It’s no secret that healthcare is changing rapidly. New technology, payment models, and shifting government regulations can be hard to keep straight. At the center of all this change remains the relationship between a doctor and a patient — but even that is changing.
A 2016 study of nearly 1,800 people that examined what patients want most from their healthcare experience found that 75% of patients want a more personalized relationship with their providers, and 60% of patients want more affordable and transparent pricing. The study also revealed that convenience and digital tools were major patient priorities. These things help empower patients so they can be active participants in their own healthcare.
These desires can’t just be chalked up to those darn Millennials, either, as the study was a representation of the U.S. demographics as a whole. The need, therefore, to understand and react to these changing priorities and need for patient empowerment is crucial for any healthcare practice looking for continued patient acquisition and success.
Here are four strategies healthcare practices can use to meet changing patient desires, empower them to take a more active role in their own care (a crucial capability for succeeding under value-based contracts), and increase their patient retention.
A website that is easy to find through search is the foundation for any practice to constantly engage and empower patients. At this point it’s basically table stakes for any practice looking to take things to the next level. It’s a place to build trust with and empower patients outside the exam room through a patient portal, resource libraries, and more.
The web is the place where you can constantly engage your patients to take their health more seriously. Do that, and you can be assured that your patients will begin to feel that sense of a more personalized relationship develop, which can lead to higher patient retention.
When a patient wants help, they want it as soon as possible. The best way to empower patients to care about their health as a provider is to meet them where they are. That might be with $40 telemedicine calls or secure text messaging exchanges; it definitely means offering online scheduling and same-day appointments; and it means figuring out ways to reduce waiting room times and other sources of friction by automating routine office tasks.
If a patient can’t get answers from a provider, chances are good they will turn to a Google search or not bother with their medical concern at all in the hopes that it will go away on its own. But patient empowerment doesn’t have to be a setback for providers. Convenience is what practices strive for to break down the barriers of indifference — leading to patient acquisition and long-term patient retention.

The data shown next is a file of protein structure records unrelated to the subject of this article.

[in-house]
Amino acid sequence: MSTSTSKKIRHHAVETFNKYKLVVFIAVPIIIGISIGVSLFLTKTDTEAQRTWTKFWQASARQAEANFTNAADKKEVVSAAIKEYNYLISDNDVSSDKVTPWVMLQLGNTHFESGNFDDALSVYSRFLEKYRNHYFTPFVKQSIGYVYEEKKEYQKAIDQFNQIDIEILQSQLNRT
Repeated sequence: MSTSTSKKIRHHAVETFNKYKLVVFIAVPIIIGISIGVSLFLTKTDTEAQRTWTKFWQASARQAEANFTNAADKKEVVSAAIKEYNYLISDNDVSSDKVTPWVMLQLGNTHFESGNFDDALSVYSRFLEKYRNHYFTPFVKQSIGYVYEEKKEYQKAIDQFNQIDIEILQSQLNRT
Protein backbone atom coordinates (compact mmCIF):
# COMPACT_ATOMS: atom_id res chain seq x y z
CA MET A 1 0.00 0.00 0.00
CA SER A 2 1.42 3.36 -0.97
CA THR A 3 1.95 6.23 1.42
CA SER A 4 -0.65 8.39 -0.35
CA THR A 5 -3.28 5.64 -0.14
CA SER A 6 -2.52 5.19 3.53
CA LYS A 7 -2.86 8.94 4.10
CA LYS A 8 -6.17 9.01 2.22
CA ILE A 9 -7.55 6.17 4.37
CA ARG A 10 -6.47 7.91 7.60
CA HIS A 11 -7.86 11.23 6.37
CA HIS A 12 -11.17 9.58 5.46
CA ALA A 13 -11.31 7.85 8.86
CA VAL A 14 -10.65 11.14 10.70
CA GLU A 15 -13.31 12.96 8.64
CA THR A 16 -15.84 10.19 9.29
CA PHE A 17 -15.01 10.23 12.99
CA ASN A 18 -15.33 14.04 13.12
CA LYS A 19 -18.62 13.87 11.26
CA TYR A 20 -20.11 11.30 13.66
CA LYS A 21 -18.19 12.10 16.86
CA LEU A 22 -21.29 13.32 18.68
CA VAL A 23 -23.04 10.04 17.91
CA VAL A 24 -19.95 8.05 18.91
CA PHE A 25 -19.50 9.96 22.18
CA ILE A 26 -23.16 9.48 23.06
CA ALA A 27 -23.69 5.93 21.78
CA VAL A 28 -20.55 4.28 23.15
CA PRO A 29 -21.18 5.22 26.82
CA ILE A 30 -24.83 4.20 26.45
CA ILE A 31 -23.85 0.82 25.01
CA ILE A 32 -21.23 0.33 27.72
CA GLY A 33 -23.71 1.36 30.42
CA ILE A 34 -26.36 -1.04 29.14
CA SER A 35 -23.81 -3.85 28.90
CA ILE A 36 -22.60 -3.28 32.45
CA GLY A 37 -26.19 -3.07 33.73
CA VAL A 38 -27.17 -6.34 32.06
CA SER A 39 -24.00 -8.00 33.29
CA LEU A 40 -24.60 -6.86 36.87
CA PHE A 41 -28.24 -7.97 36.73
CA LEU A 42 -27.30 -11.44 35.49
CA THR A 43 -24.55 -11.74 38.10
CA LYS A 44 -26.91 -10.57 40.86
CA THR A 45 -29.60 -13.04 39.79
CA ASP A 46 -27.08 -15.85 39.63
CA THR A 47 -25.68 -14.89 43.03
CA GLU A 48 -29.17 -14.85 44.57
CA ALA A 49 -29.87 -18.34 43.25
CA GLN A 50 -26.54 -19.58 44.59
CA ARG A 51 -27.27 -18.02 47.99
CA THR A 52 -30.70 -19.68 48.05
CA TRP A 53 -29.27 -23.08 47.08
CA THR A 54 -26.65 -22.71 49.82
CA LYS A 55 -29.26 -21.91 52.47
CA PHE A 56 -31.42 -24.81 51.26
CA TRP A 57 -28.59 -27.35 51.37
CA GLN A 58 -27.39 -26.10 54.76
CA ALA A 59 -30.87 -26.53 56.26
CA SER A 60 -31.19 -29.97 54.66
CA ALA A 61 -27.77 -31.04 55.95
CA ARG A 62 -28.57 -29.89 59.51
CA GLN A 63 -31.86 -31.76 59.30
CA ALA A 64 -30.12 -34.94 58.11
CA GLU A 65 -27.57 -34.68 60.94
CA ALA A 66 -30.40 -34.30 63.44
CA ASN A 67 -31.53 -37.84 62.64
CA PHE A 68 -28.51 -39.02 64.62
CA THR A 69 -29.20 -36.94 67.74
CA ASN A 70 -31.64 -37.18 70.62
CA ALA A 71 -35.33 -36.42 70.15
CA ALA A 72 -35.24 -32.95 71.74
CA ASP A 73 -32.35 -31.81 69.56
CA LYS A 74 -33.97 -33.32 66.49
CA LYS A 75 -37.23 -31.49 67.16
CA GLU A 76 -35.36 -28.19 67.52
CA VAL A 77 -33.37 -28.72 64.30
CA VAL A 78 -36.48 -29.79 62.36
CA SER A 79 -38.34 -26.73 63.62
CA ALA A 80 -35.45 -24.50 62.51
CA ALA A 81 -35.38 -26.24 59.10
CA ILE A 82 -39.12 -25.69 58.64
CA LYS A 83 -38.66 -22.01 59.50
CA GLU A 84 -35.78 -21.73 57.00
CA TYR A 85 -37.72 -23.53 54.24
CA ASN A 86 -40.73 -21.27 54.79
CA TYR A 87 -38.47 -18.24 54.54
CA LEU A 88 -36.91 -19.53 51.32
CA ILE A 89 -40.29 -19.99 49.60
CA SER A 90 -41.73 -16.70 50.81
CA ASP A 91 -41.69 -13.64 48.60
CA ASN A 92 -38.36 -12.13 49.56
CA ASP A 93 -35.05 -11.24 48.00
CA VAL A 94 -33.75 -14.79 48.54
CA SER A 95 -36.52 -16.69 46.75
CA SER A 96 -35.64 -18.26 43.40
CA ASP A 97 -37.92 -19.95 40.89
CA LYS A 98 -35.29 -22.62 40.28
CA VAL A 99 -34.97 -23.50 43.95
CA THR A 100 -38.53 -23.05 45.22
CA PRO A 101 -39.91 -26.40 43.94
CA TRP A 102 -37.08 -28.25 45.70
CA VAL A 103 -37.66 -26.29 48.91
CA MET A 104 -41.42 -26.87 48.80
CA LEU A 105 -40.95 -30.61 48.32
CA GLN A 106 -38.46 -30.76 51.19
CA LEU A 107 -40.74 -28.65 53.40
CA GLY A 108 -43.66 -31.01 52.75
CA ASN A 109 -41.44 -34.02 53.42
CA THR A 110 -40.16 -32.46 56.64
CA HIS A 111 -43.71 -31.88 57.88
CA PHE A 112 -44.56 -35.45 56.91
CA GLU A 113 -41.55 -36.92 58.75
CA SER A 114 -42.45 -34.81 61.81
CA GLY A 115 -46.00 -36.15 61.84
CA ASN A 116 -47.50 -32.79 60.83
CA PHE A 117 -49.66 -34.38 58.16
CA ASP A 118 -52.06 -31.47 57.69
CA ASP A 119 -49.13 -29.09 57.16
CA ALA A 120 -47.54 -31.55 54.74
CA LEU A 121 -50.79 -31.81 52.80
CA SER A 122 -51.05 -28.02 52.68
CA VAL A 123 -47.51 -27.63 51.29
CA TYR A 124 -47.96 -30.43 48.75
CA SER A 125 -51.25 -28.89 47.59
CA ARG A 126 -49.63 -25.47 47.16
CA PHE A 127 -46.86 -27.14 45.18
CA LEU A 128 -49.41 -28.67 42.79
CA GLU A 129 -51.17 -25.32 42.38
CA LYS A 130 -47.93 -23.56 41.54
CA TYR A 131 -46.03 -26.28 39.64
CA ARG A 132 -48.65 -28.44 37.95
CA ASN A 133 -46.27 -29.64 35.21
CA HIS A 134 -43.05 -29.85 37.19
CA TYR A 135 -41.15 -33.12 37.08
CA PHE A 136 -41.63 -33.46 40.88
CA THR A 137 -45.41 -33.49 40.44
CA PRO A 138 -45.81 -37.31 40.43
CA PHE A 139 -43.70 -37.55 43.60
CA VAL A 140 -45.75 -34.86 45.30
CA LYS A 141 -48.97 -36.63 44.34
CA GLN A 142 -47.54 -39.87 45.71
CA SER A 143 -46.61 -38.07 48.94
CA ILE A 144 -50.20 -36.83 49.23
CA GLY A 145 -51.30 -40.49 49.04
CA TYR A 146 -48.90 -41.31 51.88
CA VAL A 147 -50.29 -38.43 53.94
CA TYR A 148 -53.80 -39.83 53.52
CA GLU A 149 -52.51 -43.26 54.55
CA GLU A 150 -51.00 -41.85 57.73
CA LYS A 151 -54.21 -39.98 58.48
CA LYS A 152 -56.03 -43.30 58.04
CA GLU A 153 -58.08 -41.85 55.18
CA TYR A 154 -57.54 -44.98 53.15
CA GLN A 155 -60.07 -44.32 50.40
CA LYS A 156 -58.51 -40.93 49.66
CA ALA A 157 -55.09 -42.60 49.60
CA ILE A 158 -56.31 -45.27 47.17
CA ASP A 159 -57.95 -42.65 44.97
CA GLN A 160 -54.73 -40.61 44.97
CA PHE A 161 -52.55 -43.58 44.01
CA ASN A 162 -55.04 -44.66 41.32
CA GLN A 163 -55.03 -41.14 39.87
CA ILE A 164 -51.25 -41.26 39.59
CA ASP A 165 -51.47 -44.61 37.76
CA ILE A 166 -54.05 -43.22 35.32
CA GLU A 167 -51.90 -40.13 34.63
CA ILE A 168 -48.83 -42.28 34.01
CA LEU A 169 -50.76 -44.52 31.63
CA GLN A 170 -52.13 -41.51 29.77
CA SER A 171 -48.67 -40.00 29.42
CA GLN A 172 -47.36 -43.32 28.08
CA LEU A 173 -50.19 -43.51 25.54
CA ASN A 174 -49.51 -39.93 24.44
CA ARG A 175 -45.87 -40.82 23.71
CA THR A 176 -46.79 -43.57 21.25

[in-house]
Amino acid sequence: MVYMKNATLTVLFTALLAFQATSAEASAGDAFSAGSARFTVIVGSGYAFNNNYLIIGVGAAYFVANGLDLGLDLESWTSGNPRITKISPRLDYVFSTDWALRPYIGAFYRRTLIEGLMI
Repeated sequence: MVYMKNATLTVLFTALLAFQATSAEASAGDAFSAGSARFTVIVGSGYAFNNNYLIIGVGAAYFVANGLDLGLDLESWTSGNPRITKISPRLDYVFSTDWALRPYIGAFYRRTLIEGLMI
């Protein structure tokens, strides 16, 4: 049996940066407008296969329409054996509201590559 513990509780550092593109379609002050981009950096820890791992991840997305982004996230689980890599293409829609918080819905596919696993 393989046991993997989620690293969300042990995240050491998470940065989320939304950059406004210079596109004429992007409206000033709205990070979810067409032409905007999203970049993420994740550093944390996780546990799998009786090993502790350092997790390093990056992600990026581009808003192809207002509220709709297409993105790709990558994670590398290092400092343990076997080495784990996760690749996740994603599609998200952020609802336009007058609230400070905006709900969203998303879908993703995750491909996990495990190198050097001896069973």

Patient empowerment doesn’t start and stop in the exam room. Because plenty of patients are comfortable turning to online searches to self-diagnose their symptoms, it’s never been more important for providers to create clear and achievable action plans, broken down into simple, measurable steps.
It’s also important for doctors to share their medical knowledge with patients through the patient portal, via a website blog, through a weekly newsletter, or some other avenue. Giving patients the right information helps them to develop the confidence that they can overcome any health issue, no matter how complex or debilitating. Even better when you follow-up with an automated survey to get feedback from them on the information and care plans.
Patients aren’t a homogeneous group: Some are healthy, others are not, and most somewhere in between depending on age and other social determinants. But regardless of health situation, once a person starts measuring data unique to them like blood sugar levels or body fat percentage, they are empowered to make necessary changes to monitor and improve those metrics. It gives them a digestible way to care about their health and achieve small wins that add up to huge changes over time.
Being successful in a fully consumerized healthcare marketplace will require providers to fundamentally change the way they do business. Regardless of the reimbursement model, building patient empowerment and providing overall value to patients — not just care in short in-office increments — will be one of the surest and safest ways to crush patient acquisition and patient retention.
For more ideas on how to empower patients, check out the blog “How Healthcare Providers Can Connect with Patients Out of the Office.”
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